stocks rally likely near end as impeachment looms -
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[April 01, 2016]
By Silvio Cascione and Miguel Gutierrez
BRASILIA/MEXICO CITY (Reuters) - A recent
surge in Brazilian stocks has probably run its course, a Reuters poll of
equity market strategists showed on Friday, as investors' optimism about
the growing chances that President Dilma Rousseff will be impeached is
lessened because of concerns about her possible successor.
The same survey also suggested limited upside for Mexican stocks
after the country's benchmark IPC index hit a nearly two-year high
earlier this month.
As in recent Reuters polls on Brazil's economy and foreign exchange
market, equity strategists do not have a strong consensus on the
outlook for the nation's stocks in coming months, given the
heightened political crisis.
The 14 forecasts collected in the past week for the benchmark
Bovespa index at the end of 2016 <.BVSP> ranged from 42,000 to
65,000 points, implying a drop of 16 percent or a rise of 30 percent
from Thursday's close.
However, only three strategists forecast the index at or above
60,000, a line not crossed since 2014. The median forecast in the
survey projected the Bovespa at 52,150 points at year-end, just 4
percent above the current level.
Brazilian stocks rocketed nearly 40 percent from a 2009 low in
January, catching many off-guard as the political crisis appeared
more likely to abbreviate Rousseff's presidency.
The rally contrasted with the poor state of Brazil's economy, which
has been going through the second year of its worst recession in
more than a century. Output is set to shrink more than 3 percent for
the second straight year, partly due to one of the world's highest
interest rates <BRCBMP=ECI>, at 14.25 percent, and nearly
double-digit inflation <BRCPI=ECI>.
Strong demand from foreigners helped boost local shares after a
steep depreciation of the exchange rate made them cheap in dollars.
But markets have started to temper their optimism because of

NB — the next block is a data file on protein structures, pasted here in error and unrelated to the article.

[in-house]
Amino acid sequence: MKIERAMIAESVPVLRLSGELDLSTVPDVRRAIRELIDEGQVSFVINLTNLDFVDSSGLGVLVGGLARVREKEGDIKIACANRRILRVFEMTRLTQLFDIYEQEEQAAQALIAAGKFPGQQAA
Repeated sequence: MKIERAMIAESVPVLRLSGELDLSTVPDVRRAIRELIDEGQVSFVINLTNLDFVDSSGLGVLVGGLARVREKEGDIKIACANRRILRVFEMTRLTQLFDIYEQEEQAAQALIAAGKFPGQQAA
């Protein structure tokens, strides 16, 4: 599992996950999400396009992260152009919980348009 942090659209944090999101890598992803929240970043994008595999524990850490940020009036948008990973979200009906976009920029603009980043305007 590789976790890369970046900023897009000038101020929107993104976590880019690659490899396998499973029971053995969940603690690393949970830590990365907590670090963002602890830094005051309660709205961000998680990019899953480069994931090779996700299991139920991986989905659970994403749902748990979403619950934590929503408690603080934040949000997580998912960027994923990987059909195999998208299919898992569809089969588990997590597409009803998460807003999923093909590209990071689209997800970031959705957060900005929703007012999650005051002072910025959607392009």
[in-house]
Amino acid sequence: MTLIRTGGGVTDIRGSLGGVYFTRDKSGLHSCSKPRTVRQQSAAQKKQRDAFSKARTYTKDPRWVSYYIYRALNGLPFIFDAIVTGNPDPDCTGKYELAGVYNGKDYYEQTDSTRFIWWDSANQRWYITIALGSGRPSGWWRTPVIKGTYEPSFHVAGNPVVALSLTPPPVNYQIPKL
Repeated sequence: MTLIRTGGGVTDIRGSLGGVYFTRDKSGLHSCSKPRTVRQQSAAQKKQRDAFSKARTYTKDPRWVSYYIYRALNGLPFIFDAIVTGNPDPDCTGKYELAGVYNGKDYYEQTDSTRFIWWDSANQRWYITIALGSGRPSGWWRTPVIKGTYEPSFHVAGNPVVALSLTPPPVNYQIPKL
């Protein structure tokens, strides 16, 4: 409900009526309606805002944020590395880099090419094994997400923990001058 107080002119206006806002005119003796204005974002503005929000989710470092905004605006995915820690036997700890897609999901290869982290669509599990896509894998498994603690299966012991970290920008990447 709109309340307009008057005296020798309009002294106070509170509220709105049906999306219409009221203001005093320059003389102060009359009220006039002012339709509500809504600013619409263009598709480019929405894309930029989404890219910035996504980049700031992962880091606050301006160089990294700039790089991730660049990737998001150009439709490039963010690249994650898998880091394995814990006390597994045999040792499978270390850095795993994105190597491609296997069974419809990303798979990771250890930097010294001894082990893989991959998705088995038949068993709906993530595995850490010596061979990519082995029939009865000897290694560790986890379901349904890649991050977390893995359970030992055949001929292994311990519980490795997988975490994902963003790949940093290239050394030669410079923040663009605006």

concerns that Michel Temer, leader of the fractious PMDB party,
would replace Rousseff if she is impeached as most analysts expect.
Despite promises from Temer of market-friendly measures to take
Brazil out of a crippling recession, investors have questioned his
ability to put together a solid coalition in a fragmented parliament
as he and other PMDB leaders are investigated in the same corruption
probe implicating Rousseff and her party.
"A Temer government would be more market-friendly, but we suspect
that much of the good news is now priced in," said Neil Shearing,
chief emerging markets economist at Capital Economics.
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Some analysts remain bullish, such as strategists with HSBC and Bank
of America Merrill Lynch. Both banks recently moved Brazil to
"overweight" in their portfolios.
"An improvement on the political front would allow fiscal measures
to get congressional approval, resulting in a much stronger fiscal
adjustment and a confidence shock," BofA Merrill Lynch analysts
They also bet on upcoming interest rate cuts by the central bank as
inflation heads down.
In Mexico, the median forecast of 14 strategists for the IPC index
<.MXX> at year-end stood at 47,500 points. In the first quarter,
Mexican shares had their best quarterly performance since 2012,
helped by diminished prospects of interest rate hikes in the United
States and more stable oil prices.
Mexico exports mostly manufactured goods to the United States, its
top trading partner. Last year, weakness in U.S. industrial output
weighed on Mexican growth, and private consumption has helped
support the economy.
(Editing by Lisa Von Ahn)
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